Column: Now is the perfect time for bird watching


So I’m pretty big into bird watching – what most people call a “birder,” although I never really cared for that term.

Unfortunately, I haven’t been as fervent with it in the last few years, because I stopped feeding and attracting birds to my place after a few stray cats took up residence in the neighborhood. I understand nature happens, but I didn’t want it happening at a birdfeeder three feet away from my living room window, if you know what I mean.

Nevertheless, now is the perfect time to indulge in the hobby. The weather is warm, food is plentiful, and birds are out and about for breeding season.

The great thing about bird watching is that you can spend as little or as much as you want on it. You can spend hundreds of dollars on fancy binoculars and luxurious birdhouses, or not spend a cent by just looking out your window.

But in my experience, the best bang for your buck is to simply buy some inexpensive bird seed and a couple of feeders, and you’ll have a show right in your back yard before you know it (provided you don’t have those aforementioned cats roaming around).

When it comes to seed, my advice is to stick with black oil sunflower seed. The millet – those “mixes” with the little round seeds – might be a couple dollars cheaper, but most of the birds here in the South will just rake it out of the feeder, with the exception of doves and the like.

Sunflower seeds will bring in birds like cardinals, buntings (in our area, mostly in the winter), chickadees, Blue Jays and nuthatches. My favorite birds to attract with sunflower seeds are Tufted Titmice, who will flutter in, take one seed at a time, crack it open on a branch and bring it to their hideaway before coming back for another one.

But not all birds dig on seeds, so you’ll need to offer a little more if you want to get a wider range of species. Suet, which is very inexpensive, attracts a plethora of birds like wrens, Brown Thrashers, some woodpeckers, catbirds and my all-time favorite bird, the Northern Mockingbird.

A word of advice on suet though: try to find the purest form of suet, which is made mostly of beef fat, and avoid the ones with all the extras like fruit.

If you want to venture out of your backyard in search for birds, you can check out some woods or fields for species like Pileated Woodpeckers, hawks, owls and warblers (who are much more easily seen than heard). If you have ponds or other small bodies of water, you’re also likely to see plovers like killdeer.

Speaking of Pileated Woodpeckers, although I rarely get to see them any more, I’ve got what I think is a pair that seem to come by every year or so. There’s a wooden bench on my porch that several carpenter bees have laid claim to, and when the pileateds think about it, they’ll do a quick fly-by to see if there are any larvae available for a snack.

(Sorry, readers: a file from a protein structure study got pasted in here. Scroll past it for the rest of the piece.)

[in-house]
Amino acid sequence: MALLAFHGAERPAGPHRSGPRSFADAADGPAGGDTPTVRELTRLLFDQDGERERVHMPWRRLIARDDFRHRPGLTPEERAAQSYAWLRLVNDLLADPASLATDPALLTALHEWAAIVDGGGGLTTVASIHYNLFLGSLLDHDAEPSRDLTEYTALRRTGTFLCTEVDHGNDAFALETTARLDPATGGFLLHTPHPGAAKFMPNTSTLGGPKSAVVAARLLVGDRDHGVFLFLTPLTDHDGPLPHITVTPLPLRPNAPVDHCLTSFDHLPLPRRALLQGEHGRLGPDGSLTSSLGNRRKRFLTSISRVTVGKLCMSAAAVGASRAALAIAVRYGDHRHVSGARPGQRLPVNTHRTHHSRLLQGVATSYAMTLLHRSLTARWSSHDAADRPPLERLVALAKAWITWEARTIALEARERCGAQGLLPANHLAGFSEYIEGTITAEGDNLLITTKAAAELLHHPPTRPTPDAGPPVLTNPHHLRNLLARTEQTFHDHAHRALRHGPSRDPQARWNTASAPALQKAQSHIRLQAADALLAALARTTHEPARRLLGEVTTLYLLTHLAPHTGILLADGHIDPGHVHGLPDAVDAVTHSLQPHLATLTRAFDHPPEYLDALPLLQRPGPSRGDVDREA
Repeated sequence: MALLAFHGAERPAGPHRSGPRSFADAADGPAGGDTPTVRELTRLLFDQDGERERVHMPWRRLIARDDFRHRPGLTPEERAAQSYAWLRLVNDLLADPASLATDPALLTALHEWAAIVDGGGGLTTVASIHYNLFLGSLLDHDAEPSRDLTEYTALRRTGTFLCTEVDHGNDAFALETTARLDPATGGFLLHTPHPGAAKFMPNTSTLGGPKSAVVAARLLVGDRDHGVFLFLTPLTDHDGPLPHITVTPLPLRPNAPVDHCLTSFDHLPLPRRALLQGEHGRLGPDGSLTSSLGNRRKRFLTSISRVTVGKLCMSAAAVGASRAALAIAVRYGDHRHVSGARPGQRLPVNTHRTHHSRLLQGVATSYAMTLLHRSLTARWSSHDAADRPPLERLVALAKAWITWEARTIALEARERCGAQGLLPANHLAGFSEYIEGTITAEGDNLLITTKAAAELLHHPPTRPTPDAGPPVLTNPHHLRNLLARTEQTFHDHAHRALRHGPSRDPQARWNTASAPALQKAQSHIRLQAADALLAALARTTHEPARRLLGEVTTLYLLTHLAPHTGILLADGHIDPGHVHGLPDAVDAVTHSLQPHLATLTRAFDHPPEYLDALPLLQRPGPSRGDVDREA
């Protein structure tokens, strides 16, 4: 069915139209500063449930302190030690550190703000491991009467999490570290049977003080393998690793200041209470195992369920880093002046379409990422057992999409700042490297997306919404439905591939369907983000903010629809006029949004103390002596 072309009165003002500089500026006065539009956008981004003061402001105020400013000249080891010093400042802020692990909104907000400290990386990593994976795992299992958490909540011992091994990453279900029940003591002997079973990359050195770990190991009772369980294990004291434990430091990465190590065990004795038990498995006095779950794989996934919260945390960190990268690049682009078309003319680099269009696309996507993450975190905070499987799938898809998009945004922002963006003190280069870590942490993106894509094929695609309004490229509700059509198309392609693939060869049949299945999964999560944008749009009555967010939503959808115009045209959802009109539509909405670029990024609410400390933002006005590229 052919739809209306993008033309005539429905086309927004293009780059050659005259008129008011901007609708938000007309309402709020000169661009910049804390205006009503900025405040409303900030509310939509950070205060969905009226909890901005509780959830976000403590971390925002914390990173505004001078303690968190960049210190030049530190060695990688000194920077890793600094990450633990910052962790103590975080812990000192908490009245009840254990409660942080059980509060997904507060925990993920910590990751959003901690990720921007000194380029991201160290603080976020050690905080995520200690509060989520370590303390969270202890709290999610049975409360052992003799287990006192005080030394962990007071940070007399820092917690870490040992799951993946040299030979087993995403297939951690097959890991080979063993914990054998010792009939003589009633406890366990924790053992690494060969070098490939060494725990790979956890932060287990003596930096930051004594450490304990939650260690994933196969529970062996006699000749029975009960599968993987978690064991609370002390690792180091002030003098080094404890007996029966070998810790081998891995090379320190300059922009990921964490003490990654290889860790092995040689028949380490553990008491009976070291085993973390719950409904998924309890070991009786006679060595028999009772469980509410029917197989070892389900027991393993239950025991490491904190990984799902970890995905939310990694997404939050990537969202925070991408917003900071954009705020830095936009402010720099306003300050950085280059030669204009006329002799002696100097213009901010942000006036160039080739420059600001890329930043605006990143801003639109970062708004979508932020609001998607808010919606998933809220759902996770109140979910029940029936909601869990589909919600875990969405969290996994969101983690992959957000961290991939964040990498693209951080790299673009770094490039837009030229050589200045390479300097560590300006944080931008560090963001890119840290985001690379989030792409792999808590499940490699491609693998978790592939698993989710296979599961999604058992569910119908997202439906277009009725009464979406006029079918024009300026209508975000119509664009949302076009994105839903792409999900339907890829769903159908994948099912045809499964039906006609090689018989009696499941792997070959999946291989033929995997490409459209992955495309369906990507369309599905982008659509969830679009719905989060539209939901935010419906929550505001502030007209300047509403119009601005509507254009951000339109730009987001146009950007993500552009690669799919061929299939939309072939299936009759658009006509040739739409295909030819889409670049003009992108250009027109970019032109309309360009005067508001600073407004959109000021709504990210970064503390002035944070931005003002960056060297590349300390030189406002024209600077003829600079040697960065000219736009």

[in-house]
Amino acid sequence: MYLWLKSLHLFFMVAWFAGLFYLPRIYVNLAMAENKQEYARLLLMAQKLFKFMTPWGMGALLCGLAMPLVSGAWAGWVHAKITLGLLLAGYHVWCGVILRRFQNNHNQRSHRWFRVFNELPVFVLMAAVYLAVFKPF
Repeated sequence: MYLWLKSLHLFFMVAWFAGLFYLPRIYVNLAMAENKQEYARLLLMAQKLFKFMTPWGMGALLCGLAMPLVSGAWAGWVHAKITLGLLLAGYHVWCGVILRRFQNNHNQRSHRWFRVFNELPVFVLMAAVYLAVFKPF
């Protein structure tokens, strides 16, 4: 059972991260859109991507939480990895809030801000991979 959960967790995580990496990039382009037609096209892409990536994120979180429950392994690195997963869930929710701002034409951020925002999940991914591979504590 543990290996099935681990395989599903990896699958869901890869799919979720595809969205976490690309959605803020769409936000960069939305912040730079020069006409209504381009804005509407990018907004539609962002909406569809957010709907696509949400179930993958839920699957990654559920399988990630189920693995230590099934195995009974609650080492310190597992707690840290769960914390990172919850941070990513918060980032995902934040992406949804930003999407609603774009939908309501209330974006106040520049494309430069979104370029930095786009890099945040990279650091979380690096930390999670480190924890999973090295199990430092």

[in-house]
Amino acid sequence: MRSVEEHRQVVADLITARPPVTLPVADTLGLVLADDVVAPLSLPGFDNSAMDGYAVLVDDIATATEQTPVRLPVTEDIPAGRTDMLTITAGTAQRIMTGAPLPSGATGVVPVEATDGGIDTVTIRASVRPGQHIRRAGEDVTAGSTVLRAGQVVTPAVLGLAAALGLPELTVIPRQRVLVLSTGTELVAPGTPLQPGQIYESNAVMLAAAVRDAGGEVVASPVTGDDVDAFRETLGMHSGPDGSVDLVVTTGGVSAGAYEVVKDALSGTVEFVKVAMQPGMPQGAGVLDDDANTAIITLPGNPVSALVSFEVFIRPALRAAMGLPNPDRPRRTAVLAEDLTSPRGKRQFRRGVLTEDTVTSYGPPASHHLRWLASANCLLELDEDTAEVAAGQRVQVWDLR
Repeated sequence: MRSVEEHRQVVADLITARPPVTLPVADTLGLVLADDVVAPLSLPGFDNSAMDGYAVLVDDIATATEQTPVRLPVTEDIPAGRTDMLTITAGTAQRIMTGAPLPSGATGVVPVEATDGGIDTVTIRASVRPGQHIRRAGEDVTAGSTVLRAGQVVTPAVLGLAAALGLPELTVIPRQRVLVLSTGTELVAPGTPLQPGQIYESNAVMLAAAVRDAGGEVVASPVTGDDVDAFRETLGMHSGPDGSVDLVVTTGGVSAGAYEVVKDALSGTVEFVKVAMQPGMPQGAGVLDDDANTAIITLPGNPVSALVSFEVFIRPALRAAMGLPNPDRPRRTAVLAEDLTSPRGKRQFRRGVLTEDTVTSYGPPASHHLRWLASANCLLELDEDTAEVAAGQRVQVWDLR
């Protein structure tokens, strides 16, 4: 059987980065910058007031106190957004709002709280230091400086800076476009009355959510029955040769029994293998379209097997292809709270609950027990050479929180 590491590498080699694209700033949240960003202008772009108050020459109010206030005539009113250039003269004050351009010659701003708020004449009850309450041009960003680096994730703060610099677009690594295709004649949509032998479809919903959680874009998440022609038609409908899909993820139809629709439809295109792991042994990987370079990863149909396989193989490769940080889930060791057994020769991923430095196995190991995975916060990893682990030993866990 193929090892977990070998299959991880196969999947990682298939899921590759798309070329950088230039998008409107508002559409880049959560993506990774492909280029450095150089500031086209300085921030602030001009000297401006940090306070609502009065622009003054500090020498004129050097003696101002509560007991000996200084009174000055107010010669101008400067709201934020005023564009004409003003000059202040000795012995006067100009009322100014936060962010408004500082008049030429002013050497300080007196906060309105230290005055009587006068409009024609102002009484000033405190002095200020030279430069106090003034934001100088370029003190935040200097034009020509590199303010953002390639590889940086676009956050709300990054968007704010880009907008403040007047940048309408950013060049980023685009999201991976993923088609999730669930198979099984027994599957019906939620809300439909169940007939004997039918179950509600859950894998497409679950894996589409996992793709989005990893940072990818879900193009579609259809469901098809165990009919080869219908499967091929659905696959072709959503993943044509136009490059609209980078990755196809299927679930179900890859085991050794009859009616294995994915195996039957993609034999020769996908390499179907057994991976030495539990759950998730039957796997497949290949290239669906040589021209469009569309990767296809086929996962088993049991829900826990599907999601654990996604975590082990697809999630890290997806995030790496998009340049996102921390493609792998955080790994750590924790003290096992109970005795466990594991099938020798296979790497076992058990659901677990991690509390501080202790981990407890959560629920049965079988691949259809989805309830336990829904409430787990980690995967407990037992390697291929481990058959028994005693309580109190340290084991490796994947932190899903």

I’ve always been amazed by those birds, and there’s no mistaking a pileated. They’re big – about the size of an American Crow, maybe a little bigger – with a dark black body and a vibrant red crest on their heads.

And even if you’ve never heard one in real life, you’re familiar with a pileated’s call. You know that “wuk wuk wuk” call that movies and TV shows use when they want to portray a “jungle bird” call? That’s a pileated.

By the way, you can tell the males apart from the females: the males have a bright red crest on their cheek, a feature lacking on the females.

At any rate, even if you can’t tell a hawk from a finch, now is a good time to get started. There are countless birding books at all the local libraries that will make it easy to identify birds you see, and The Cornell Lab of Ornithology’s website ( is, in my opinion, the best place on the Internet for bird information.

So just put a few seeds on the windowsill and see what you get. Because it is breeding season, you might even get lucky and get some nests by your house – I’ve had Carolina Wrens nest under the awning on my porch and a Grey Catbird build her nest right outside my bedroom window.

Take it from me though: don’t get too close to a mockingbird’s nest if you can help it. They don’t take kindly to strangers.


Haskel and his fiancé, Heather, live in Oak Grove. They don’t believe the Ivory-Billed Woodpecker is extinct.